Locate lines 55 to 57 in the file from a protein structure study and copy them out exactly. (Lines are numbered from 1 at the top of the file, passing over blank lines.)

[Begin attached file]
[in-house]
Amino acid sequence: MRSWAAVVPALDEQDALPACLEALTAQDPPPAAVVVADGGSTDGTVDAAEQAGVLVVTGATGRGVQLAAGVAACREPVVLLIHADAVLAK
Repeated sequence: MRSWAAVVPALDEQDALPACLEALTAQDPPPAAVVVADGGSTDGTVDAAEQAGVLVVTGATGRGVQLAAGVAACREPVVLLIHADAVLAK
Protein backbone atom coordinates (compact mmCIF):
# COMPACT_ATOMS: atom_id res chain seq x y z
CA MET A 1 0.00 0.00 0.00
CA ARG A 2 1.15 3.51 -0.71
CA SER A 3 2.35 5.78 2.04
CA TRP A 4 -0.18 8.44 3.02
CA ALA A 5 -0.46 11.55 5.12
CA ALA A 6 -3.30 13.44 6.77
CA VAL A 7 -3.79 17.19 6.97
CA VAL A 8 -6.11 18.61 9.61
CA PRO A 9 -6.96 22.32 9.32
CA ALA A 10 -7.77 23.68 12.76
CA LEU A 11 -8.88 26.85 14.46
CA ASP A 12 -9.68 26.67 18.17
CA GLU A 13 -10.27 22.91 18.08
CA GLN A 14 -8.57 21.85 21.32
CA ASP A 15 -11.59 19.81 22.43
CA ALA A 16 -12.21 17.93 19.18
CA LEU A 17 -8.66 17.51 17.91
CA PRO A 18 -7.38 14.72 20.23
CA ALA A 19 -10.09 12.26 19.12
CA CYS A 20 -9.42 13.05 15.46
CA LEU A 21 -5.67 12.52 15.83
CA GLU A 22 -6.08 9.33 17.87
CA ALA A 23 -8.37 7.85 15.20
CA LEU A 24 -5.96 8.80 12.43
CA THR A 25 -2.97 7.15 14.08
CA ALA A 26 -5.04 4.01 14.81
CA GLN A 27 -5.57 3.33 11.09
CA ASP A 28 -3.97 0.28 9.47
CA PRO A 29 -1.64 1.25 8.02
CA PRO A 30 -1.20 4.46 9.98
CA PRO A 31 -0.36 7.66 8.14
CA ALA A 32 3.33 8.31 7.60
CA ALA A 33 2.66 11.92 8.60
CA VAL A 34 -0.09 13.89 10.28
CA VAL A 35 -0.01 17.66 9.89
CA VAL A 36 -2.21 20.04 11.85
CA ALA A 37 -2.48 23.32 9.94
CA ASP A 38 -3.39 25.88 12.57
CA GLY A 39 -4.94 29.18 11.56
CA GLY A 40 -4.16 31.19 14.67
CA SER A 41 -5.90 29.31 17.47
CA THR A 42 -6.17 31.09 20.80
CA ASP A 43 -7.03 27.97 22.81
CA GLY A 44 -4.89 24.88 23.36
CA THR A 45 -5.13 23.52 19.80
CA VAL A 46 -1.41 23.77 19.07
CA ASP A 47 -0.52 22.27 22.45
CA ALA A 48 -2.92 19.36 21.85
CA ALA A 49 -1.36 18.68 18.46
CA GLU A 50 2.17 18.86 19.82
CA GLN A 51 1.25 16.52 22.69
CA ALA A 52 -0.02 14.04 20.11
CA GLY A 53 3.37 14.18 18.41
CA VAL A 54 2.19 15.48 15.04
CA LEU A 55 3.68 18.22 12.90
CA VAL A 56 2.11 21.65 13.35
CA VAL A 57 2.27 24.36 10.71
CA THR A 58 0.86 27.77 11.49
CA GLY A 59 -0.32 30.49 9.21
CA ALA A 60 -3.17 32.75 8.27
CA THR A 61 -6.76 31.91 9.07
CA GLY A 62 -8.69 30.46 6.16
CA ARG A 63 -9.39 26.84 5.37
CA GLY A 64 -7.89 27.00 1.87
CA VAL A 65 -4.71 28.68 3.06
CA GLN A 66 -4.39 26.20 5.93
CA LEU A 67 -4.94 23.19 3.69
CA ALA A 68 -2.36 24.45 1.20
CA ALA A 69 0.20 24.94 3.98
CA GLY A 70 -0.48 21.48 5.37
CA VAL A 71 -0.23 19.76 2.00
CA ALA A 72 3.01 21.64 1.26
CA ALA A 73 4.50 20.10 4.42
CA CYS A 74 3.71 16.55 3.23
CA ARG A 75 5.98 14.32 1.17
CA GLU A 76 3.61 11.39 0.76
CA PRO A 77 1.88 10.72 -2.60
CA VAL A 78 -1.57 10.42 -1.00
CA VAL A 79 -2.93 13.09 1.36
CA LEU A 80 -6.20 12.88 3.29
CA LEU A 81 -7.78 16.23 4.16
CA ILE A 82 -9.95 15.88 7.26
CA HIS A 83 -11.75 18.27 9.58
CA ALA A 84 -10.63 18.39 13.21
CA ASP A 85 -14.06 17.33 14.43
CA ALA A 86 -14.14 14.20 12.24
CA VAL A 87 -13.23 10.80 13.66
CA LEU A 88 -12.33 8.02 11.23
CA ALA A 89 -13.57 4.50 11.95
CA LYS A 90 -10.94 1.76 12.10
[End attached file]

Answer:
CA GLU A 50 2.17 18.86 19.82
CA GLN A 51 1.25 16.52 22.69
CA ALA A 52 -0.02 14.04 20.11